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Bubbles In Our Midst

July 3, 2014

Humans tend to wreck what works in search of profit. In the early 17th century the Dutch found tulips to be desirable and bought every and any bulb they could find. The price went up to the point where Wikipedia notes “At the peak of tulip mania, in March 1637, some single tulip bulbs sold for more than 10 times the annual income of a skilled craftsman.”

Of course That tiny, fetish-driven market crashed, financially ruining thousands of investors and speculators.

The manic desire to surf the crest of any wave makes all innovation possible. Without that desire every building would be a few stories tall, have a lot of trim and you would be reading this on paper. But, seemingly inevitably, we take a good – scientific, aesthetic, financial, functional – and overfocus it ’till it collapses of its own absurdity.

Our necessities: food, shelter, clothing – might be seen as unhype-able essentials. Everybody needs sustenance and protection from the elements. But unlike the tulip, the requirement of use facilitates hype in a way that makes the basic absurd.

Fashion creates a desire for wearable tulips. The calculated hype of a color, skirt elevation or neckline is objectively based on nothing. My garb of shorts/socks/shirt costs about $35 new and I wear them ’til they become (or sometimes after they become) rags. A few, a very few, people I know wear clothing that very few others do, and costs 10x what my Ur Shroud does – and those wearable tulips becomes unwearable with the next fashion statement.

Each “trend” is a bubble. My brother had a Nehru Jacket he wore once. My wife had any number of shoulder-padded garments, I bought white football Spotbuilt cleats in 1972. Then they disappeared as they became common. As Yogi said, “It’s so crowded, nobody goes there”

Foods explode in hip appeal only to whither off the menu: kale chips do seem to be jumping the shark, and the Crispy Cream Donut has left the building. These may be harmless fads – when does a fad become a bubble? When it has economic consequences that distort value: last week I reached for a 4oz bag of Kale chips until I saw a $3.49 price tag: bubble burst for me.

America’s core imperative was, and may still be, self-empowerment. That is perfectly symbolized in the single family home, sitting on a piece of the earth – owned, controlled, and enhanced by the owners. Waves of building and buying were followed by troughs of over-building, over-pricing and under-performing as an asset.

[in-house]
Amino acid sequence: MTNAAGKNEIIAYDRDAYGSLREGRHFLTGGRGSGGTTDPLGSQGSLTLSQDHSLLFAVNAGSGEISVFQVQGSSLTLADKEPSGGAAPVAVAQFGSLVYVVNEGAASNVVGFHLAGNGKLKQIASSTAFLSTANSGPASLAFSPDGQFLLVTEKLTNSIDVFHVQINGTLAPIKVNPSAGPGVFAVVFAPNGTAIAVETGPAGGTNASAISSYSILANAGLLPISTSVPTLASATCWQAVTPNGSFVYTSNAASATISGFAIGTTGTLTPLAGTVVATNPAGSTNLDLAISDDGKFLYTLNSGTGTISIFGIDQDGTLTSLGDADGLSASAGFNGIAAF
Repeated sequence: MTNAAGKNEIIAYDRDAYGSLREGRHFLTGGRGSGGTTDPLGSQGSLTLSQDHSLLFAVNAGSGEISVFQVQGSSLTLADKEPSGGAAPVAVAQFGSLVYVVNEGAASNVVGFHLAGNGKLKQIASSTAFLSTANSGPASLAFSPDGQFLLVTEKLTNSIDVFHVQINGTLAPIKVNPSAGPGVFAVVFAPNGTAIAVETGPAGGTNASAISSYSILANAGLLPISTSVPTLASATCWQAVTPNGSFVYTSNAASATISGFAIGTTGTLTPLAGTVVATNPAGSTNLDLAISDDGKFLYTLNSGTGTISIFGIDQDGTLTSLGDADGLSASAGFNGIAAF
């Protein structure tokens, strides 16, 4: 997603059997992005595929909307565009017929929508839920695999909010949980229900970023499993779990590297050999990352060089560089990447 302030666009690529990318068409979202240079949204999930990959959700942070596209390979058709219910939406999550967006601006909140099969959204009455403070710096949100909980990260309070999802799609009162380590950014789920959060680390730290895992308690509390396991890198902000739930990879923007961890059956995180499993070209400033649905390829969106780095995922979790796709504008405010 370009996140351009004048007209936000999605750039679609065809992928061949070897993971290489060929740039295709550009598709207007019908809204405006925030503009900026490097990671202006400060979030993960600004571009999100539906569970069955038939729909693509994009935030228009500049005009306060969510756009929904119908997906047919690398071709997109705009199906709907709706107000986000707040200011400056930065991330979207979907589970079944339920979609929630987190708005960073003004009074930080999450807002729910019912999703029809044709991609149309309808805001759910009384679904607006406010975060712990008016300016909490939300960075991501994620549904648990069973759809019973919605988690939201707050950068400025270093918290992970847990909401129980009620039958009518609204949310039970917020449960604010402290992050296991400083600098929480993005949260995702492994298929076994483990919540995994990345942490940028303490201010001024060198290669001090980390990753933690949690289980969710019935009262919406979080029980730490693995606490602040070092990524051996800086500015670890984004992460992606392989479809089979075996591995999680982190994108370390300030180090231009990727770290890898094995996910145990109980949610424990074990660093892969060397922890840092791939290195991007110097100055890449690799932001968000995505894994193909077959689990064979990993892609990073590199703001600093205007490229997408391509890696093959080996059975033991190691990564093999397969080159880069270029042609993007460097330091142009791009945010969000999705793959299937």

The last burst bubble of house value was worldwide and nuclear in nature – toxic to the point that rental urban housing is becoming hyped as a new bubble: based as much on hipness as sustainability, it clearly makes sense when you are standing in a 6 year deep crater.

The huge stakes poker of buying a home on the premise it will be your retirement plan seems permanently dead, for now. The last engorgement of desire-driven overblown value delusion has created a Post Traumatic Bubble Burst Syndrome that echoes the reason tulips are now affordable (if you don’t buy them at White Flower Farm). Even essentials have a limited market when they cost to much.

But belief systems create bubbles that sustain themselves, through think and thin, and that’s often a good thing. Darwin believed in evolution as a idea before he could validate it, but after decades of churning rumination, he created a reality based theory. Democracy was a cool unrealized idea for millennia, and despite its absurd permutations its grown to control much of the way humans organize themselves.

Religion, is by definition, faith in potential that is not evident. It’s bubble can overcome any number of nihilistic expediencies. Giving food away when it makes sense to hord, caring for the contagious when it makes sense to quarantine, giving away the stuff you spend your life creating and preserving are not based on calculation, even the calculation of buying your way to heaven means you believe in the faith bubble that heaven exists.

Scientists are adamant that Climate Change and Dark Energy/Matter are absolutely, positively Not Bubbles: but in truth every leap beyond proof to find extreme value in the appeal of a tulip, a place to live or an idea has to have a bubble to evince the hell-bent devotion of promotion that makes dormant desire explode into extreme devotion.

The deeply religious may be very uncomfortable describing evangelical rapture as a bubble, as it can be seen to undermine the validity of its transformative, essential truth. But eating, being warm, un-rained upon and safe create bubbles every day, they pop, but food shelter and clothing are not optional trends.

When appurtenance is confused with reality, bubbles blow big: flowers are beautiful, but no tulip was worth years of salary, no home will ever be what was promised in 2006, and no belief system can justify the killing of innocents.

Meeting requirements is not what most of us think is the endgame. The highest grade would be a C, we would eat Ramen Noodles every day, and live in a dorm, wearing my wardrobe.

We want more, but sometimes that means we expect too much.

Sent from my IPad

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